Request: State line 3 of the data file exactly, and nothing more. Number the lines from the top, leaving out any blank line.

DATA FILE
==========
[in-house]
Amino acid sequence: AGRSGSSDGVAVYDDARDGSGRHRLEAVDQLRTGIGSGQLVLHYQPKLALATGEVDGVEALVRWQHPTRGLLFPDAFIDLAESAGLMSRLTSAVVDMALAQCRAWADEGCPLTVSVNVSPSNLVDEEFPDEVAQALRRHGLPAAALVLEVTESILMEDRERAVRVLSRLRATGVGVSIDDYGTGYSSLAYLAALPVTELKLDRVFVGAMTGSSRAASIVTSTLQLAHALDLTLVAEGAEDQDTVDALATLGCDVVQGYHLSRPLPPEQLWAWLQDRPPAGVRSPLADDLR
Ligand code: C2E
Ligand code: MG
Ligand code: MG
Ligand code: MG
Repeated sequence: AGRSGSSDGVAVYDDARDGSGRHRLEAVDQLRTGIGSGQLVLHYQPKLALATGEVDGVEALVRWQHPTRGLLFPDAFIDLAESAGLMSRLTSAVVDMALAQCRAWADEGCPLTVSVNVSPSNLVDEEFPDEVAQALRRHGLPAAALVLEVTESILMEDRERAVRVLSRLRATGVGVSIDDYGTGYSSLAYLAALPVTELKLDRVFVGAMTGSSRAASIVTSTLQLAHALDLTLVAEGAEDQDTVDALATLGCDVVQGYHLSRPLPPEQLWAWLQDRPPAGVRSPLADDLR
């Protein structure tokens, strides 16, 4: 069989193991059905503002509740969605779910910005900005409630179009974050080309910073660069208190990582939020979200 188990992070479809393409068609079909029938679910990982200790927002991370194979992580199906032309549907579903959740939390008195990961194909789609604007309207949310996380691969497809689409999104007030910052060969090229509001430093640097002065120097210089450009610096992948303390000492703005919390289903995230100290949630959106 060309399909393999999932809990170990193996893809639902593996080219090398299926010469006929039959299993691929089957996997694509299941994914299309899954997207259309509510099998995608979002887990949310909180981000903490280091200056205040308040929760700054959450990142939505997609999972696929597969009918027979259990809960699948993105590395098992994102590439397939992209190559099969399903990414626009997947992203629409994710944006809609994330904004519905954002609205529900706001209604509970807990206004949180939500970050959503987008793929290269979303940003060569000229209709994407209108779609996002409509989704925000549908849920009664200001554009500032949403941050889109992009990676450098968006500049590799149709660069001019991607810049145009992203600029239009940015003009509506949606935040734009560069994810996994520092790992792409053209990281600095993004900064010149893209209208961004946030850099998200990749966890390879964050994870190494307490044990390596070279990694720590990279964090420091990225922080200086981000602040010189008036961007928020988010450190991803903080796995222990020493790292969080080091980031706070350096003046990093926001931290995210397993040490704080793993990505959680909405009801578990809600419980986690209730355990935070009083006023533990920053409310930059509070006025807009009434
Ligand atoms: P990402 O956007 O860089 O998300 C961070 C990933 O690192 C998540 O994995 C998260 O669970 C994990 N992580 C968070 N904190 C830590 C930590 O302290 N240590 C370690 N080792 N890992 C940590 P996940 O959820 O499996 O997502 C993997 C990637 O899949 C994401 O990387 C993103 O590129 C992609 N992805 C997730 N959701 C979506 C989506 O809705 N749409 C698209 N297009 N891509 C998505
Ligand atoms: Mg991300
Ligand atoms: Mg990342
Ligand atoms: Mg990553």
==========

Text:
Ligand code: C2E